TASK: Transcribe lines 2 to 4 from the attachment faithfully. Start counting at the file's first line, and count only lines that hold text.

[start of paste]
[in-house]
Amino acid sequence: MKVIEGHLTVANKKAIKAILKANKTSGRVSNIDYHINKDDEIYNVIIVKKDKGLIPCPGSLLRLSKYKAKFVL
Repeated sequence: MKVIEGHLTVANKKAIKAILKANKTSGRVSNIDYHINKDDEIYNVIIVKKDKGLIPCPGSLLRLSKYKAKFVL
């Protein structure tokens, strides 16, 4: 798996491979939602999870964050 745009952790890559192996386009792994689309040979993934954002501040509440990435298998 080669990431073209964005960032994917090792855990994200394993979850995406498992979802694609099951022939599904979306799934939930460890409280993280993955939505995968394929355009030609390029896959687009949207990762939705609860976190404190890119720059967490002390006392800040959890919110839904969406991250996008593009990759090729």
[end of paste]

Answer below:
Amino acid sequence: MKVIEGHLTVANKKAIKAILKANKTSGRVSNIDYHINKDDEIYNVIIVKKDKGLIPCPGSLLRLSKYKAKFVL
Repeated sequence: MKVIEGHLTVANKKAIKAILKANKTSGRVSNIDYHINKDDEIYNVIIVKKDKGLIPCPGSLLRLSKYKAKFVL
């Protein structure tokens, strides 16, 4: 798996491979939602999870964050 745009952790890559192996386009792994689309040979993934954002501040509440990435298998 080669990431073209964005960032994917090792855990994200394993979850995406498992979802694609099951022939599904979306799934939930460890409280993280993955939505995968394929355009030609390029896959687009949207990762939705609860976190404190890119720059967490002390006392800040959890919110839904969406991250996008593009990759090729």